For Lorraine and others at Purple House, the production of their now-famous bush balm was proving increasingly difficult. That was until an Australian company with a big heart stepped in to lend a hand.
Our collaborative project with the Alice Springs based organisation Purple House centres around using the social enterprise model to create employment for Indigenous Australians and preserve local medicine knowledge in one stroke. The bush balm enterprise has recently received a boost with generous donation of funds from the Happy Herb Company for an industrial strength mixer. Since 2008 they have been making bush medicines, sourcing the plants, making batches and delivering it around town. As well as providing revenue to support the ongoing work with dialysis patients, this activity had a number of other advantages:
- The cultural knowledge was being preserved and shared
- Access to the medicine was contributing to wellbeing and health
- A bush medicine enterprise was providing income and diversion for people away from home and their previous employment
- Patients could pass on their knowledge to younger Indigenous people
- We could develop quality products that could marketed and sold to non-Indigenous people
- The products would provide another opportunity to share our story with others.
A victim of its own success however, the enterprise had reached the limits of its production in meeting greater demand. The process of mixing manually was slow and arduous and often led to the product separating over time. The new mixer has changed all that, and as Lorraine points out, “We are still getting used to our new toy!”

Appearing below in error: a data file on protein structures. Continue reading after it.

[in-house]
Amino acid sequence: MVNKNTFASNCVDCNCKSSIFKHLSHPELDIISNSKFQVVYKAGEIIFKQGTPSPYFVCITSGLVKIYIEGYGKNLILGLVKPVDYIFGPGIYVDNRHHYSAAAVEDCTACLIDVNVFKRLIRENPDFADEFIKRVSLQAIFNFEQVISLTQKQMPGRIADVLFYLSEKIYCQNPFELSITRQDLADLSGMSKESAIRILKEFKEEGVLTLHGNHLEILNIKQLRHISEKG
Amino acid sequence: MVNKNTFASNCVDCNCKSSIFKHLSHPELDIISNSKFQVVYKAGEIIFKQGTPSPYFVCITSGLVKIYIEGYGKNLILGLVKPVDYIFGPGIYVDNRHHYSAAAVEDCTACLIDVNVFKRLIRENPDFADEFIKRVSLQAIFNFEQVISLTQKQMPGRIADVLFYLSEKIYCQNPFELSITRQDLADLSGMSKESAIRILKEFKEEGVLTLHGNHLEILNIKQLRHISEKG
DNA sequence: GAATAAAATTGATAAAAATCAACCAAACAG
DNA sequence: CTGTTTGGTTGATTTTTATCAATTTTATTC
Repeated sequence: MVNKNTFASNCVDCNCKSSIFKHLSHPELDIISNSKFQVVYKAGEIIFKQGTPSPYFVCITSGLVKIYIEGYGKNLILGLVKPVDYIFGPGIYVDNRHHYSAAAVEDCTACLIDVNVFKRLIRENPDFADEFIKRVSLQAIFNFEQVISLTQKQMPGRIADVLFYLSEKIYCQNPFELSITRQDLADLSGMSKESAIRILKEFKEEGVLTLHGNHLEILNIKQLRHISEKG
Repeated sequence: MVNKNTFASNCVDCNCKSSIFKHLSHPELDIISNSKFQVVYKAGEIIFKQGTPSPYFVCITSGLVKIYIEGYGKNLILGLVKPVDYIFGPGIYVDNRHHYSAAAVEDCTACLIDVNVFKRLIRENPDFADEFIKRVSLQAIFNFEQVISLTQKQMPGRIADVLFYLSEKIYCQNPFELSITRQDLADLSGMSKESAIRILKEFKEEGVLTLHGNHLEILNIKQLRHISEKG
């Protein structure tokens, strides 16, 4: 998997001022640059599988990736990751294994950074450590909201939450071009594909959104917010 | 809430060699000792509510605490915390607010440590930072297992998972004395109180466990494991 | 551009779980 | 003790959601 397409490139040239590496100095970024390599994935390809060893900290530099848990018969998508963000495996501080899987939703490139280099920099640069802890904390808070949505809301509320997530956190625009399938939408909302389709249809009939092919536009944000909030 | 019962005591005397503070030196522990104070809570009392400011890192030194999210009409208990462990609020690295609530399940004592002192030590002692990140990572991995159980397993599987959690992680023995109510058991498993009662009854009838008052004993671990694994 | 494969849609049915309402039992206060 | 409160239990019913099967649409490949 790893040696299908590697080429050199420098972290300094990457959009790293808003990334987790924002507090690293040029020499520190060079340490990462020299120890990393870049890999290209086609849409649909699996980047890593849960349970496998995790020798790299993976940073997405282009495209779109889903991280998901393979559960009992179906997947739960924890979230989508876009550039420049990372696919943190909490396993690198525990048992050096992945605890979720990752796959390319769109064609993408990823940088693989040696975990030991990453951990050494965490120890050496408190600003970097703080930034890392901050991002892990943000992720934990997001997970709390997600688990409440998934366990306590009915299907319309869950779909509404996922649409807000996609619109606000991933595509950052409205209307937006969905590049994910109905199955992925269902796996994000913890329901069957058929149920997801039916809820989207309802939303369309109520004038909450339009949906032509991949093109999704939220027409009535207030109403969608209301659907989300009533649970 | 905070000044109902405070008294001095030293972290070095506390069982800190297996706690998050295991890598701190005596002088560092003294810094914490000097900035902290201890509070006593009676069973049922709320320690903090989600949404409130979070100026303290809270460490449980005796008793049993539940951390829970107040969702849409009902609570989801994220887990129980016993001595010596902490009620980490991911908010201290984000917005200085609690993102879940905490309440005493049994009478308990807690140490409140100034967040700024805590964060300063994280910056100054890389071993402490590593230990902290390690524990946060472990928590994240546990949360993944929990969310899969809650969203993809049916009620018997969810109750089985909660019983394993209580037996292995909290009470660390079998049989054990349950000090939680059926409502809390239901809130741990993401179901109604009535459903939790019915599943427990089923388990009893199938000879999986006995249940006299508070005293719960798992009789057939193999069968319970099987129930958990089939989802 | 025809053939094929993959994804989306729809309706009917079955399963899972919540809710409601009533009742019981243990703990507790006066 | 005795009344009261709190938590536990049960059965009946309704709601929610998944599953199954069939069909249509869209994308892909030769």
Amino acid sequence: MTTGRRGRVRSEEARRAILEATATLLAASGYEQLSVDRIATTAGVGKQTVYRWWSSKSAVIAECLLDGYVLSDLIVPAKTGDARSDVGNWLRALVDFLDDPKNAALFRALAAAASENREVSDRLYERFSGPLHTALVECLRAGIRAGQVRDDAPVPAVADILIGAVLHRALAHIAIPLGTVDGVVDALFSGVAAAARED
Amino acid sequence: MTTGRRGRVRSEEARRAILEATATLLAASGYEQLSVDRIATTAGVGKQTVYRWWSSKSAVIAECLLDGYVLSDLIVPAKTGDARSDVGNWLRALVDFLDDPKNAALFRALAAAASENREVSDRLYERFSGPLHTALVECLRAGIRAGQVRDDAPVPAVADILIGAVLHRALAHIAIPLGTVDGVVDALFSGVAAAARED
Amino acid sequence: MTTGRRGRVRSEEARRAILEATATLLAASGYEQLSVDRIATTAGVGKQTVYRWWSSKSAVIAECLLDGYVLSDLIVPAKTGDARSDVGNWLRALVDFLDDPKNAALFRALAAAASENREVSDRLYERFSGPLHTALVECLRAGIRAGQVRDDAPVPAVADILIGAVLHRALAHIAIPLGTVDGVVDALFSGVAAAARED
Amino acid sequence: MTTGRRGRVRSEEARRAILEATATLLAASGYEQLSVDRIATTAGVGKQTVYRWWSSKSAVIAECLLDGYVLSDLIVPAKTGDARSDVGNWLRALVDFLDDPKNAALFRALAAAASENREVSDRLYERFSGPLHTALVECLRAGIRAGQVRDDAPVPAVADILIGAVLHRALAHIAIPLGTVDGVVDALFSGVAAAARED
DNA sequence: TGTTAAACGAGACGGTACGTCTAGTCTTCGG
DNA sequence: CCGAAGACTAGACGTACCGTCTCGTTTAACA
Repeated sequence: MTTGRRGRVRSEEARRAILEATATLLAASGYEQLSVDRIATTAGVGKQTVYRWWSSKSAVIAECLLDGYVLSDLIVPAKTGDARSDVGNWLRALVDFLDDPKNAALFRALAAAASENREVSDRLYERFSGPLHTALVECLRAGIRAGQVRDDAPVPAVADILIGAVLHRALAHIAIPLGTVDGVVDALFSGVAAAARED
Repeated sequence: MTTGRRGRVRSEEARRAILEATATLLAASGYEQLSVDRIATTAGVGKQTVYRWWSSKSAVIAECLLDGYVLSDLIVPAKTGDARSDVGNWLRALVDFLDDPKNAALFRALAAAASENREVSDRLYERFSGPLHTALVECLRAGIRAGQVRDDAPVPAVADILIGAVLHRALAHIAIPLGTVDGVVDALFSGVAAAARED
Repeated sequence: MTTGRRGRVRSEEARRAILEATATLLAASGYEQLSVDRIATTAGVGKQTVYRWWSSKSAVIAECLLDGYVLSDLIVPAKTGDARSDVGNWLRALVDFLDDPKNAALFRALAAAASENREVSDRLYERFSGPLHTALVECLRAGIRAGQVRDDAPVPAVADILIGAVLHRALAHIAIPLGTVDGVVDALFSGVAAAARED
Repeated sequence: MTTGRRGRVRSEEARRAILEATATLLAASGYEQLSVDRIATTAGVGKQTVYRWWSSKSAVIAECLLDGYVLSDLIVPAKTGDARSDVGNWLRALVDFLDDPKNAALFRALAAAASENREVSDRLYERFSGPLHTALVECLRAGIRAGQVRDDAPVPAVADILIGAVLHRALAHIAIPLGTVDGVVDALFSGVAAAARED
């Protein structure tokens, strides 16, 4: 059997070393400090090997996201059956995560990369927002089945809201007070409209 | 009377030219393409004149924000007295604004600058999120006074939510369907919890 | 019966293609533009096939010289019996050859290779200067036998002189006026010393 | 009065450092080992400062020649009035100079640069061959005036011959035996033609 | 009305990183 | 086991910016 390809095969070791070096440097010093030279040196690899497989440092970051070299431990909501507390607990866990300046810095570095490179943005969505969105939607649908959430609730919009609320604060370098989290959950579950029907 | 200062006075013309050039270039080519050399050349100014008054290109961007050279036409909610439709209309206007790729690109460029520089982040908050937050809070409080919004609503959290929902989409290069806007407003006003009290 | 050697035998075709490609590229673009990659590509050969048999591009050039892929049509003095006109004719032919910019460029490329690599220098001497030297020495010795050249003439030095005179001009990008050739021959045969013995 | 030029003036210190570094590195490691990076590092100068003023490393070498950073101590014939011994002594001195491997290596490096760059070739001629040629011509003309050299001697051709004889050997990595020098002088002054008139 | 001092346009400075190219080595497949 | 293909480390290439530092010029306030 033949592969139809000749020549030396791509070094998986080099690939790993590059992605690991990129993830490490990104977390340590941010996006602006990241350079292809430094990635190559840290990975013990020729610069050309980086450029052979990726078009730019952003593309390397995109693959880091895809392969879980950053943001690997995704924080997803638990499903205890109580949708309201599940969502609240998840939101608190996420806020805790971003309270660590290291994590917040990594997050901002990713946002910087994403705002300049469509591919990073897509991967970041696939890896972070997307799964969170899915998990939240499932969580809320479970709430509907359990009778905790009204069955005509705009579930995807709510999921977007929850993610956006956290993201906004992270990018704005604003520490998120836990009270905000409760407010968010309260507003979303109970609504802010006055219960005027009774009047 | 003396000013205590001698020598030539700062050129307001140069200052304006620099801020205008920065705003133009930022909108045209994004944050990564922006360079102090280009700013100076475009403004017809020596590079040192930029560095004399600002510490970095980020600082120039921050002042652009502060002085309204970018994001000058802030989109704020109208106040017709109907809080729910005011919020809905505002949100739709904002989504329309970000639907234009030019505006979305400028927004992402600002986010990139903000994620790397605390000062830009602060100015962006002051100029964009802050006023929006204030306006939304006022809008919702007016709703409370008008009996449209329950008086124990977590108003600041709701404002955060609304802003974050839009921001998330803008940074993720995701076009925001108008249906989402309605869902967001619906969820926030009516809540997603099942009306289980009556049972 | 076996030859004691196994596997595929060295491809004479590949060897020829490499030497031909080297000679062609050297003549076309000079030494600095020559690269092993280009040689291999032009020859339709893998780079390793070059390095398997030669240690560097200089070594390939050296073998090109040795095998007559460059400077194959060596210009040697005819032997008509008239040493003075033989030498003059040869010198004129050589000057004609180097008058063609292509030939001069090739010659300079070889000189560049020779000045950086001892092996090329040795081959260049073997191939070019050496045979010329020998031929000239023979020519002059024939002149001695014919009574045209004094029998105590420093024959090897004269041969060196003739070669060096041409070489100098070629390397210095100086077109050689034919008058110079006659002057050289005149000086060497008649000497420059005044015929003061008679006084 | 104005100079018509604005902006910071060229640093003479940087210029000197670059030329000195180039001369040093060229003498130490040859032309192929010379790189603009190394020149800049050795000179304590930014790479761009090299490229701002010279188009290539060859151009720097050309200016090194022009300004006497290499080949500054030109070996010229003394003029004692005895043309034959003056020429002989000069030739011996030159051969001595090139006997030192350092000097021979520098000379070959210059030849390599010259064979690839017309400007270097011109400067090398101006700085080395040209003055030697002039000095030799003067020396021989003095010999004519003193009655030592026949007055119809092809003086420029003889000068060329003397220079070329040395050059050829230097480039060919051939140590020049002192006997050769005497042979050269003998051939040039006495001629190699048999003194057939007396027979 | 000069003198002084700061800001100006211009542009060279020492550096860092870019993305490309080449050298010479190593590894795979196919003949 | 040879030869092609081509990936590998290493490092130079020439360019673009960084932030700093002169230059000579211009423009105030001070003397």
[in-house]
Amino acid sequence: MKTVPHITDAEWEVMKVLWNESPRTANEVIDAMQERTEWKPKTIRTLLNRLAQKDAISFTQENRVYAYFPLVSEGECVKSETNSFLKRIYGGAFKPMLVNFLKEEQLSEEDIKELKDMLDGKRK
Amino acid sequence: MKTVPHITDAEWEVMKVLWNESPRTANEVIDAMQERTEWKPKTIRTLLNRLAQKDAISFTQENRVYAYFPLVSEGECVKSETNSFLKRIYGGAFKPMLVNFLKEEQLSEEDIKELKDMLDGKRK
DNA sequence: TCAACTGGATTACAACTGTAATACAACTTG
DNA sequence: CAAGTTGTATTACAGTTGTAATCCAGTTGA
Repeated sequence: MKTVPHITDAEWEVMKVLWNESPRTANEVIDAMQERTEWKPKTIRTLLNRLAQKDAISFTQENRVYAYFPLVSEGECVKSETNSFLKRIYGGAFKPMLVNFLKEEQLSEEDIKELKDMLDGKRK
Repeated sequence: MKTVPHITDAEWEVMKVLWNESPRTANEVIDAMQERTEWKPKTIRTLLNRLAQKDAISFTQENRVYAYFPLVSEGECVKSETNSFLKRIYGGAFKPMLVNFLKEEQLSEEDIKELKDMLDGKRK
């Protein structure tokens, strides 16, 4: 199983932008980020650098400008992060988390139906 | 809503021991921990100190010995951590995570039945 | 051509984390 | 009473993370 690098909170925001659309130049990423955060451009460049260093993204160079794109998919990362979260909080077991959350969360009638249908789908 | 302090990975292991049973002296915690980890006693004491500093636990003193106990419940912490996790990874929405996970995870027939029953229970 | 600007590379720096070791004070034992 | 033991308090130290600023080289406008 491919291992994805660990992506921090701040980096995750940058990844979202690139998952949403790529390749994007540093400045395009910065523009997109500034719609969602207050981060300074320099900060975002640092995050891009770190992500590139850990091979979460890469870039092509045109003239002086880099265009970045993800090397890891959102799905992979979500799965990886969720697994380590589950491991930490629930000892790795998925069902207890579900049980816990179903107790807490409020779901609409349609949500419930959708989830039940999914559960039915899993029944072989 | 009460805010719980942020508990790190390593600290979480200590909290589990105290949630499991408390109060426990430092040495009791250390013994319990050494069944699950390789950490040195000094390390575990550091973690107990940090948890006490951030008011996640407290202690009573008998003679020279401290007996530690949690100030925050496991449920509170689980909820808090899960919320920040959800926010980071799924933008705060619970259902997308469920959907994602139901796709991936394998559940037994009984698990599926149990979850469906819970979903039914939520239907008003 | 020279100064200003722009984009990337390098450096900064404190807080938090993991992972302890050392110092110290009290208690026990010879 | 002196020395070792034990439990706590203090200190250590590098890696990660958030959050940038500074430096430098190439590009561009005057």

She explained to us here that the investment is something as simple as an industrial mixer has the potential to significantly improve the lotions range. This has a big flow-on effect by increasing interest, orders, income and employment opportunities.
Like any business, this social enterprise will benefit greatly from expansion of production making HHC’s injection of capital a very wise investment. Jennifer Westacott, the CEO of the Business Council of Australia supports this when she says,
“This organisation is a model service provider. Its service model is innovative, creative and is a lesson in the management of chronic disease and the preservation of cultural dignity. I have rarely been in an organisation where there was such a sense of happiness and respect. They also deliver clear results which can be easily measured and observed.”
Welcome relief from the daily grind!